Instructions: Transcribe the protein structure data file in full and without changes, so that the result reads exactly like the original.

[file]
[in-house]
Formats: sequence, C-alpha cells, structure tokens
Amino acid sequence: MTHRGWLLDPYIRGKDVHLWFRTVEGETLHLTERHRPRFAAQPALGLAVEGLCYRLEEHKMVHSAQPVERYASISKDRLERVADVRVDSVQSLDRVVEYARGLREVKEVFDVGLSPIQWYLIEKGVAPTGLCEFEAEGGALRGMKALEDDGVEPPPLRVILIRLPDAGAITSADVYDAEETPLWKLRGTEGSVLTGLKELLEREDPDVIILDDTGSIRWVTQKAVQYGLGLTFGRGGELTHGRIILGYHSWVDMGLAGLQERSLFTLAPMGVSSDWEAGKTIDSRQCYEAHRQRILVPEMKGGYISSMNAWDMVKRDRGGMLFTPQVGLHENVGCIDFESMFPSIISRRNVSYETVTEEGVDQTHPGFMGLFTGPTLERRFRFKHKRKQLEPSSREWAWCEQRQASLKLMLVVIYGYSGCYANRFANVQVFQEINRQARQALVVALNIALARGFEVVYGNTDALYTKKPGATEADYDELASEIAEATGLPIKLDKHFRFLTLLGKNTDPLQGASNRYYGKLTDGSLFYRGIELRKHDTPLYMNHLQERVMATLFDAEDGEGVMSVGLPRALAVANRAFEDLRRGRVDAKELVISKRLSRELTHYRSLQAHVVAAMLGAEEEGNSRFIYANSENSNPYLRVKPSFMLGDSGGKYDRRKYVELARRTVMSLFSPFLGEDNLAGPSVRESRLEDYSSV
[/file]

[in-house]
Formats: sequence, C-alpha cells, structure tokens
Amino acid sequence: MTHRGWLLDPYIRGKDVHLWFRTVEGETLHLTERHRPRFAAQPALGLAVEGLCYRLEEHKMVHSAQPVERYASISKDRLERVADVRVDSVQSLDRVVEYARGLREVKEVFDVGLSPIQWYLIEKGVAPTGLCEFEAEGGALRGMKALEDDGVEPPPLRVILIRLPDAGAITSADVYDAEETPLWKLRGTEGSVLTGLKELLEREDPDVIILDDTGSIRWVTQKAVQYGLGLTFGRGGELTHGRIILGYHSWVDMGLAGLQERSLFTLAPMGVSSDWEAGKTIDSRQCYEAHRQRILVPEMKGGYISSMNAWDMVKRDRGGMLFTPQVGLHENVGCIDFESMFPSIISRRNVSYETVTEEGVDQTHPGFMGLFTGPTLERRFRFKHKRKQLEPSSREWAWCEQRQASLKLMLVVIYGYSGCYANRFANVQVFQEINRQARQALVVALNIALARGFEVVYGNTDALYTKKPGATEADYDELASEIAEATGLPIKLDKHFRFLTLLGKNTDPLQGASNRYYGKLTDGSLFYRGIELRKHDTPLYMNHLQERVMATLFDAEDGEGVMSVGLPRALAVANRAFEDLRRGRVDAKELVISKRLSRELTHYRSLQAHVVAAMLGAEEEGNSRFIYANSENSNPYLRVKPSFMLGDSGGKYDRRKYVELARRTVMSLFSPFLGEDNLAGPSVRESRLEDYSSV